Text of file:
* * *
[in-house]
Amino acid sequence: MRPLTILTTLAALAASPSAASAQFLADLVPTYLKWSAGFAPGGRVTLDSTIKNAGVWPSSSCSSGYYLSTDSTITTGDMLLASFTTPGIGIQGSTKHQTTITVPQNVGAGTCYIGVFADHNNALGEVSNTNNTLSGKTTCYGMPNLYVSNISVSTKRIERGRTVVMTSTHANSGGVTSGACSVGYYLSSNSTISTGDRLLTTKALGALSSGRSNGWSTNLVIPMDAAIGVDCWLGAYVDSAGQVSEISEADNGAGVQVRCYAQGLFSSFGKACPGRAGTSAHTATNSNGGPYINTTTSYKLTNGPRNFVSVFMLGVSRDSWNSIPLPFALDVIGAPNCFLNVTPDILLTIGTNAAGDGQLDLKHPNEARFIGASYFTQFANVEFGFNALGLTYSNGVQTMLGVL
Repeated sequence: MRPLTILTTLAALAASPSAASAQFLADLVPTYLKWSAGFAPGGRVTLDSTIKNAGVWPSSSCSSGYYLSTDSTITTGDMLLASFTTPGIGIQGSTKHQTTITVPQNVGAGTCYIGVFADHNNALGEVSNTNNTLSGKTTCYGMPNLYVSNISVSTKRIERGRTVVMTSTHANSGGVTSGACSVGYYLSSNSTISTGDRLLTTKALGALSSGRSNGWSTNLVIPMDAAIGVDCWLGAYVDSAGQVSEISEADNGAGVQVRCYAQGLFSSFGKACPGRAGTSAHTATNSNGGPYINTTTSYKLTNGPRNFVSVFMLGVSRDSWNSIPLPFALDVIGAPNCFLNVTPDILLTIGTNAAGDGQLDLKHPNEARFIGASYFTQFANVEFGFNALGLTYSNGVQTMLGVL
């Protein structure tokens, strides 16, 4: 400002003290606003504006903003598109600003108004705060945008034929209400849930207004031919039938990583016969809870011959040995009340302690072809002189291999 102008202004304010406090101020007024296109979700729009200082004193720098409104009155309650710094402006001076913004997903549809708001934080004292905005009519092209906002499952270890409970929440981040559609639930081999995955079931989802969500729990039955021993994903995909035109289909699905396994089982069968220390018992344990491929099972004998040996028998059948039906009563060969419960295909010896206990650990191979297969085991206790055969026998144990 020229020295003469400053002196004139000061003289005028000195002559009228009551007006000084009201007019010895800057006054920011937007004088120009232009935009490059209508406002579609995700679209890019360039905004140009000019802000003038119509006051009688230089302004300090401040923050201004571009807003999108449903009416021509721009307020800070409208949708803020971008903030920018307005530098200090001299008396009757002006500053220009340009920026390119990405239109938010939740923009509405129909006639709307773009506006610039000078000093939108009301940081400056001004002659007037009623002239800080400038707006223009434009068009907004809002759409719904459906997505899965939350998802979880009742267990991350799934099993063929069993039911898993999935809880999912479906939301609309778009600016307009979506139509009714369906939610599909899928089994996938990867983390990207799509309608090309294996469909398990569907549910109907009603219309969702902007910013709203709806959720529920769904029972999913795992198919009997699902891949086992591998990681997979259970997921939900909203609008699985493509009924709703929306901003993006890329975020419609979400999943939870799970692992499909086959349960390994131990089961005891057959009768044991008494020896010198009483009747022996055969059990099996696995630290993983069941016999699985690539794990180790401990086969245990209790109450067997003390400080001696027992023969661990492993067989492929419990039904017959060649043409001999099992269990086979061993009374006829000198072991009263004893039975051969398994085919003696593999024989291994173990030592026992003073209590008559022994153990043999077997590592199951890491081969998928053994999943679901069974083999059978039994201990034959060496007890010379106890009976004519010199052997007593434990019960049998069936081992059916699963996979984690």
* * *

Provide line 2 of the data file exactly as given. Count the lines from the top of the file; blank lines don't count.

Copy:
Amino acid sequence: MRPLTILTTLAALAASPSAASAQFLADLVPTYLKWSAGFAPGGRVTLDSTIKNAGVWPSSSCSSGYYLSTDSTITTGDMLLASFTTPGIGIQGSTKHQTTITVPQNVGAGTCYIGVFADHNNALGEVSNTNNTLSGKTTCYGMPNLYVSNISVSTKRIERGRTVVMTSTHANSGGVTSGACSVGYYLSSNSTISTGDRLLTTKALGALSSGRSNGWSTNLVIPMDAAIGVDCWLGAYVDSAGQVSEISEADNGAGVQVRCYAQGLFSSFGKACPGRAGTSAHTATNSNGGPYINTTTSYKLTNGPRNFVSVFMLGVSRDSWNSIPLPFALDVIGAPNCFLNVTPDILLTIGTNAAGDGQLDLKHPNEARFIGASYFTQFANVEFGFNALGLTYSNGVQTMLGVL